Game Development Reference
In-Depth Information
For each joint, calibration
involves placing your model into
the default relaxed position and
then capturing the voltages for
each joint at this position. Store
both the current joint orientation
and the voltage. Now rotate the
upper body device to the max-
imum for a single Euler angle for a
single joint. If we think of the
shoulder and the amount this can
move in bank, then it would reach
a maximum when directly rotated
upwards. Move the digital model to
this position using mouse move-
ment inputs, then connect the
model's orientation to the voltage being recorded for the shoulder bank
potentiometer. At this stage you have a direct link between the digital
output of a single potentiometer from the input device and the orientation
of the bank for the shoulder. If you repeat this for each potentiometer you
will have a full suit calibration. Having set this once, save it to a file that
can be reloaded.
Since the equipment you will use is likely to differ depending on
available resources, the presentation is deliberately an overview, but in
the following section we will look at how a particular A/D converter was
used to provide the continuously scanned input for an upper body real-
time character suitable for use at exhibitions and shows. It is possible to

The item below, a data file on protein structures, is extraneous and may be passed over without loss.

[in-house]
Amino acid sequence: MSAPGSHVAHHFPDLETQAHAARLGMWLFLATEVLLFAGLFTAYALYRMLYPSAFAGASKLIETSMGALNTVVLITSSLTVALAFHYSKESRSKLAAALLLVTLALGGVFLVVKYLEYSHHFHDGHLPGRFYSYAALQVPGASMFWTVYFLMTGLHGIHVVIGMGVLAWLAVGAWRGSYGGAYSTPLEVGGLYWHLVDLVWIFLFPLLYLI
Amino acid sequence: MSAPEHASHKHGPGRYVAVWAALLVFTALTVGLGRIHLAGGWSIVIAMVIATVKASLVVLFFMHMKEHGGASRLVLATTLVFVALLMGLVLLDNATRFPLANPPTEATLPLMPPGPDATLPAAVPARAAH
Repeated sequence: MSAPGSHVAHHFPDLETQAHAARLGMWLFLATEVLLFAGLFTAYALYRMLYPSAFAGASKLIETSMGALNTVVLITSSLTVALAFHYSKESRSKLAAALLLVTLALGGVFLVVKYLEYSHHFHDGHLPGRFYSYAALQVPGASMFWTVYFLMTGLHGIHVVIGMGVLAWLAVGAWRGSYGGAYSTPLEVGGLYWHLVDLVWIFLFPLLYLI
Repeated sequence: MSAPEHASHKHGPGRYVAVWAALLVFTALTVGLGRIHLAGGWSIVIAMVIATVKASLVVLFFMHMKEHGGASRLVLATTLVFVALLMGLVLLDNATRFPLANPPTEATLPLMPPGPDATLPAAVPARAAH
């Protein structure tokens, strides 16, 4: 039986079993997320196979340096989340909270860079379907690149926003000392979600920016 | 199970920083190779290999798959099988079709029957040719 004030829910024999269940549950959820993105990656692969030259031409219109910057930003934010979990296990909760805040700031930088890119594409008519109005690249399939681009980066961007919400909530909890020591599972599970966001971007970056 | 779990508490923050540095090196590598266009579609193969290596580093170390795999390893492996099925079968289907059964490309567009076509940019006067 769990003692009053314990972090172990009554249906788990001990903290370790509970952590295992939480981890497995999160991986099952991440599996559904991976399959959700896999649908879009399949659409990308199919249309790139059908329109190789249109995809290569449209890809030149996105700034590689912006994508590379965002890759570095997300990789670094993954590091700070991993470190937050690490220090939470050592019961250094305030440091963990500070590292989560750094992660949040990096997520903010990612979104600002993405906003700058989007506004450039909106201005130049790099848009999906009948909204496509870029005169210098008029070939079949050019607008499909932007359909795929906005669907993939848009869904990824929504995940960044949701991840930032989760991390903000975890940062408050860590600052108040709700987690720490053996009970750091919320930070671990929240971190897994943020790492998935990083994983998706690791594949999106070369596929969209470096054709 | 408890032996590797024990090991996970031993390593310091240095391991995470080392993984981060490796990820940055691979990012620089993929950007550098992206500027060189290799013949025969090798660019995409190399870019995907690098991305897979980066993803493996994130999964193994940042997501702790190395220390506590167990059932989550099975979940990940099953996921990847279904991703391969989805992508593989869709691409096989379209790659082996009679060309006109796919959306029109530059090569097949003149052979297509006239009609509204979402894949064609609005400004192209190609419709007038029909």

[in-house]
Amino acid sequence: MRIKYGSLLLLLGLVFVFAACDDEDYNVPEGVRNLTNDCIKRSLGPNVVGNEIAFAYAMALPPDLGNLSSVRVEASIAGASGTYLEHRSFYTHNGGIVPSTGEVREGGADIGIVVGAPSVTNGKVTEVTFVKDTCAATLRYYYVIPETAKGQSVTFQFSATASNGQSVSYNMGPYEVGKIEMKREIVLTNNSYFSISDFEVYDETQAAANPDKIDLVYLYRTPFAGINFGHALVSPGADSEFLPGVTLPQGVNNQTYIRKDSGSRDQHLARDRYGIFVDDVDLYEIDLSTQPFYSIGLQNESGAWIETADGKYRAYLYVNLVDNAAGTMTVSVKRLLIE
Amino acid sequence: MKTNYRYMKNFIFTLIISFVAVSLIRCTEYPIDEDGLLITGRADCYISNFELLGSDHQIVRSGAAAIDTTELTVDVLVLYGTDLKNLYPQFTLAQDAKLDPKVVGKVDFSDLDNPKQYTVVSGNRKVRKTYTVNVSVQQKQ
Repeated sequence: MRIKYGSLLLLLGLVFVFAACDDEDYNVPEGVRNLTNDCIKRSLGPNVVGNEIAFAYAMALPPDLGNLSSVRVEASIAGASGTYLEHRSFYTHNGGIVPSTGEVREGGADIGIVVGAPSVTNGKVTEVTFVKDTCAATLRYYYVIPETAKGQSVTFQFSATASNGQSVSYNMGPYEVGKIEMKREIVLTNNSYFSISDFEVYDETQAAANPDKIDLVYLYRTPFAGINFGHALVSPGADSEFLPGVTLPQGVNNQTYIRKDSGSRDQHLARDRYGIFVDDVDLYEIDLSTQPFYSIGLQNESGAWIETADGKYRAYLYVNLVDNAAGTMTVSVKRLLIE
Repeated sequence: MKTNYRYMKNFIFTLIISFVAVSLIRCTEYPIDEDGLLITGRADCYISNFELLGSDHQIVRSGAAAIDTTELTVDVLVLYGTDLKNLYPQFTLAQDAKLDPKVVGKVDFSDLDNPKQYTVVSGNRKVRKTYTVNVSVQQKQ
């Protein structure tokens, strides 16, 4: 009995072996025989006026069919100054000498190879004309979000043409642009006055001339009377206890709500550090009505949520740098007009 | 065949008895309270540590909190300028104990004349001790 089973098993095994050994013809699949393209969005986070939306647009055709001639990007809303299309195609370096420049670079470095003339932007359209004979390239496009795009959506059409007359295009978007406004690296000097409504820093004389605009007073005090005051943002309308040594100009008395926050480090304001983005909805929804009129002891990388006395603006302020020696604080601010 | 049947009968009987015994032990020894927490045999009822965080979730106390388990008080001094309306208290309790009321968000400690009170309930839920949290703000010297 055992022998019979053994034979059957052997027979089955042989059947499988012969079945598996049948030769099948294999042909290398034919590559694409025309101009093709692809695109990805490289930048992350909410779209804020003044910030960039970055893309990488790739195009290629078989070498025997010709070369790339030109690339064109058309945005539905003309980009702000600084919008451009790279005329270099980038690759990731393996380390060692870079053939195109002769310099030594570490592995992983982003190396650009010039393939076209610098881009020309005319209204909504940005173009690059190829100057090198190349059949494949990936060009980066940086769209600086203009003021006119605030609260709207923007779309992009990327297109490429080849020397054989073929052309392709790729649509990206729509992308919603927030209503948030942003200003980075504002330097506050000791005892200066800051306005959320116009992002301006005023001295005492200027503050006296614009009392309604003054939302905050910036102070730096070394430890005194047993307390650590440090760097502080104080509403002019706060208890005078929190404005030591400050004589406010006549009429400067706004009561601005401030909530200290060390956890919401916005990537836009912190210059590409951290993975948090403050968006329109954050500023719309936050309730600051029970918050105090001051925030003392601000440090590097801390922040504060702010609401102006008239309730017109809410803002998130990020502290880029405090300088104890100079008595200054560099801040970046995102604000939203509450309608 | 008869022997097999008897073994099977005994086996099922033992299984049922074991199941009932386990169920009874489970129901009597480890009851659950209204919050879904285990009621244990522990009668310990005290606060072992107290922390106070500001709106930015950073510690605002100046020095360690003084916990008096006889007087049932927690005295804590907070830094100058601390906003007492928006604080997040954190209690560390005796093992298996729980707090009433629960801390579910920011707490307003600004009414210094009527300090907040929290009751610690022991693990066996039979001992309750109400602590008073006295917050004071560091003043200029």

link an upper body input device with jaw movers that are created in just
the same way.
By allowing two operators to provide the input you can capture in real-
time to a file or straight for display the motion of a dynamic character. This
type of input device, being relatively low cost and easy to set up, is ideally
suited for exhibition and show use.
Figure 12.7 A three-potentiometer joint.
Capturing data with your mocap suit
Potentiometers and voltage are linked by the important relation V = IR ,
where V is voltage, I is current and R is resistance. The following section
is based on the low cost 12-bit A/D converter from Computer Boards (tel.:
+1-508-261-1123). The board CIO-DAS08/Jr-AO provides eight digital
inputs and outputs, eight analogue inputs and two analogue outputs.
Since we are using a multiplexer we can use the digital output lines to
 
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